Theatrical Hair and Media Make-up Students Create Casualty Simulations for Sheffield Hallam University Paramedic Students.
Theatrical Hair and Media Make-up students from University Centre Rotherham (UCR) have used their skills to create casualty simulations for Sheffield Hallam University’s paramedic students to treat as part of their crucial training and assessment.
Casualty simulations were created at the Lifewise Centre, Rotherham, on manikins, using specialist make-up to replicate bruising and open wounds. Sheffield Hallam University paramedic students then had to go through different real-life scenarios and treat the casualties that were set up by the UCR Media Make-up students.
University Centre Rotherham students had to develop prototypes for the paramedics, with other students managing the scenarios and injury types. Students were able to watch the simulations being treated, working closely with the paramedic team.
The activities at the Lifewise Centre were spread across three days, with different Sheffield Hallam students attending each day. Freya Dunning, a Foundation Degree in Theatrical Hair and Media Make-up student at UCR, attended all three days along with the rest of her course peers as part of her assessment.
Using her knowledge from her degree, Freya was able to create high-quality casualty simulation prototypes which the paramedics were able to treat. One scenario included two broken femurs’ as part of a bicycle road collision accident. Speaking about the experience, Freya underlined the importance of seeing how the accidents are treated to help her understand how to create future looks.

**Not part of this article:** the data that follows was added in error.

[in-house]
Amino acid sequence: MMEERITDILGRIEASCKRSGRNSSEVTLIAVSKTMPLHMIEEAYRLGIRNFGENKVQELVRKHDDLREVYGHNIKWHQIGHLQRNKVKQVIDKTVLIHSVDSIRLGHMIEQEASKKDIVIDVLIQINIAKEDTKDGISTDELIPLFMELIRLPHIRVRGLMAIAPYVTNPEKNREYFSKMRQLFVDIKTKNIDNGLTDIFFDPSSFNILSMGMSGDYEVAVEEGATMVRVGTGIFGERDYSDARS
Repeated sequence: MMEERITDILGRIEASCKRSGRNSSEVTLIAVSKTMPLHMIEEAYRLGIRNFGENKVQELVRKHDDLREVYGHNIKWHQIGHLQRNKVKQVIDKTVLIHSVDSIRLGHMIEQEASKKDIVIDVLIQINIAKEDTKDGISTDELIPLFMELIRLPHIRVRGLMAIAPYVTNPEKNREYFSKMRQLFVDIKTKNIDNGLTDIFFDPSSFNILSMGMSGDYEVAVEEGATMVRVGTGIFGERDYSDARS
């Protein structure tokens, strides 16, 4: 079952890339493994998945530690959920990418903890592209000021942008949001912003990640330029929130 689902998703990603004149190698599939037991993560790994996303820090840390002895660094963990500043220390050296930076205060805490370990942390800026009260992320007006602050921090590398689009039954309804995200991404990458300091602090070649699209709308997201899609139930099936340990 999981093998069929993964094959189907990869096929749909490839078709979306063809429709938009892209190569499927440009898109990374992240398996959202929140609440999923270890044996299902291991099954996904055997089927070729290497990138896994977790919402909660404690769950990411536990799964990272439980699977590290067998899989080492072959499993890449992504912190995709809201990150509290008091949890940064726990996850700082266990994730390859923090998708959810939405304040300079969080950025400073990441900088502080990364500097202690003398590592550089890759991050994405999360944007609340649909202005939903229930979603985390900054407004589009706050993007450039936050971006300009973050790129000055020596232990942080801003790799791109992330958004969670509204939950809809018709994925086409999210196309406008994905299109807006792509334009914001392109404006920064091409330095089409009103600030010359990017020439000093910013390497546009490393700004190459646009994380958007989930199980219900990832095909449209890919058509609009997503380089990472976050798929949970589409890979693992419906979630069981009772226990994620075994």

She said: ‘’Seeing the Sheffield Hallam University paramedic students treat my simulations helps me to understand how the make-up actually looks once the situation has started, and how I can improve this in the future.
‘’Watching how they react to what I have created helps me understand the seriousness of the injury, which I can then adapt and build on within my career. Casualty simulation is used in many different careers; therefore, this is a great experience that I can learn from once I graduate.’’
Katie Asgari, Curriculum Team Leader in Hair and Media Make-up at UCR, assisted the students on their three-day assessment at the Centre. She believes that this type of activity is important for the students to see their make-up creations be used in real-life situations and assist further with the studying of anatomy.
She said: ‘’Seeing the paramedics treat the student’s make-up creations is important to help them understand how their skills can develop wounds of different severities.
‘’Casualty simulation can be used in TV and Media and can be used for training days within the Army or NHS. Their make-up creations are important as getting the brief of the injury correct ensure that it is accurate for whoever may be working on the simulation.
‘’Seeing their work make a difference by training future paramedics is really inspiring to other students.’’